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Government plans to make on-line services the default or even mandatory make sense only if  accompanied by rigorous action to ensure we all have Internet access that is fit for purpose. The Victorians understood this. Antony Tollope spend years in trains and on horseback, investigating rural postal services. One result was the Barchester Chronicles. Another result was the Royal Mail contracts that help pull through investment in "high speed" (in some cases higher than today's speeds) rail services. We need similar "vision" today.


The ten/twelve scams of Christmas - 2010

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There has been a lot of publicity for the recent McAfee release on the Twelve Scams of Christmas as seen from the United States. Nearer home you might like to consider the top ten in Northern Ireland last year. Mark Jenner, forensic accountants, produced a similar list but in a different order . But some of the most effective scams can arrive through your letter box, not just over the phone or by e-mails. A chain e-mail is currently doing the rounds about a simple but chillingly effective scam: "XYZ parcel service. Sorry you were out, ring nnn (a premium rate number)". Phonepayplus says that the scam covered by the e-mail was closed down in 2005 and gives advice on how to recognise premium numbers.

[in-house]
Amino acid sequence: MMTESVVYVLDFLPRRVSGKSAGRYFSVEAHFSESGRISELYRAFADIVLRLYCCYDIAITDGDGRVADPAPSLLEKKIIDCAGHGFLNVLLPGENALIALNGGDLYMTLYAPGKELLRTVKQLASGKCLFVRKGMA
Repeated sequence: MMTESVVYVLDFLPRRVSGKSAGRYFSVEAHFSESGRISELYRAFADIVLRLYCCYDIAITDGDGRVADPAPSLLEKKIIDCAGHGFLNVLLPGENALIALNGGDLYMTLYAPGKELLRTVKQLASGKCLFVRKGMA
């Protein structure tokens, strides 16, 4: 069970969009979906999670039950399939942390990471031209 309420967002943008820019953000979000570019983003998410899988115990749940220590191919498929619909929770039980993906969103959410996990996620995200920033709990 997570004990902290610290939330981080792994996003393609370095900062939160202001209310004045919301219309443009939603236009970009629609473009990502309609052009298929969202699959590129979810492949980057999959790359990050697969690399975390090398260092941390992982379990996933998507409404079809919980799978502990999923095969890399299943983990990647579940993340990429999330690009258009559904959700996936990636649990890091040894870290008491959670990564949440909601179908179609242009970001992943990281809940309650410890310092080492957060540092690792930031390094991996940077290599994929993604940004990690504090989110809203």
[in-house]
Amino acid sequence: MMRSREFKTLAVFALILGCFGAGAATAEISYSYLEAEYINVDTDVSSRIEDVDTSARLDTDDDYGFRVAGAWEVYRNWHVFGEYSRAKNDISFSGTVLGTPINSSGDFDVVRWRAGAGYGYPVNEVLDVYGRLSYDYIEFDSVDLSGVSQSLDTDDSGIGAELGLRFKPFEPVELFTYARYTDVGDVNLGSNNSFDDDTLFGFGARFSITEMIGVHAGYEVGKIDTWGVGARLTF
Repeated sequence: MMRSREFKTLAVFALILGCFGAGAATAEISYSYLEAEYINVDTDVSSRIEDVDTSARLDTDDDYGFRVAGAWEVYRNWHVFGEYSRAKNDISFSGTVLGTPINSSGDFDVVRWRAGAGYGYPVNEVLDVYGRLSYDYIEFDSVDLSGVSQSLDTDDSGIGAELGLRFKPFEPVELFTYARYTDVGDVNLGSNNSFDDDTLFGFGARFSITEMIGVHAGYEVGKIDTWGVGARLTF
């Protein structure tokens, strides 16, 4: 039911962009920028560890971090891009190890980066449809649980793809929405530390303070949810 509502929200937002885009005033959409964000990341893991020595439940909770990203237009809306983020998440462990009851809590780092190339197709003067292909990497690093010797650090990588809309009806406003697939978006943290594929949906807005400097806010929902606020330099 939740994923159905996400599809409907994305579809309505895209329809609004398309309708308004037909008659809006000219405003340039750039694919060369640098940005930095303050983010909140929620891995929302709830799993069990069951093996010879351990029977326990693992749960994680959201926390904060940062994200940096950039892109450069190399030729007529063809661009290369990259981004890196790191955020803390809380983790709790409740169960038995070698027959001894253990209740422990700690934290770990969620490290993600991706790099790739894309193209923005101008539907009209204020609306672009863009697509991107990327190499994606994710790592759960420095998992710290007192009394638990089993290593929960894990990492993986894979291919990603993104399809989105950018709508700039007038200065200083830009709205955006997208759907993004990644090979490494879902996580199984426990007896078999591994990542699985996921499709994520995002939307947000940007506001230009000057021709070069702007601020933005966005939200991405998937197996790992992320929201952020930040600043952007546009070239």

Why are our systems so vulnerable: the cybersecurity bandwagon

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My inbox has recently been full of invitations to cybersecurity events, albeit those targeted at public sector users use the words "information assurance" and those targeted at the private sector use the words "information security". "Data protection" is passe, except among lawyers and compliance officers. Meanwhile international action against the e-crime industry has finally begun, leading to sharp drops in spam and malware for a fortnight or so while the "dark markets" reconfigure and re-establish control of leaderless botnets and mule teams after their herders have been taken out. We are even seeing the begining of action to clean up the Internet addressing system to reduce opportunities for fraud and impersonation. But most of those bidding for the newly available government cybersecurity budgets appear stuck in a time-warp.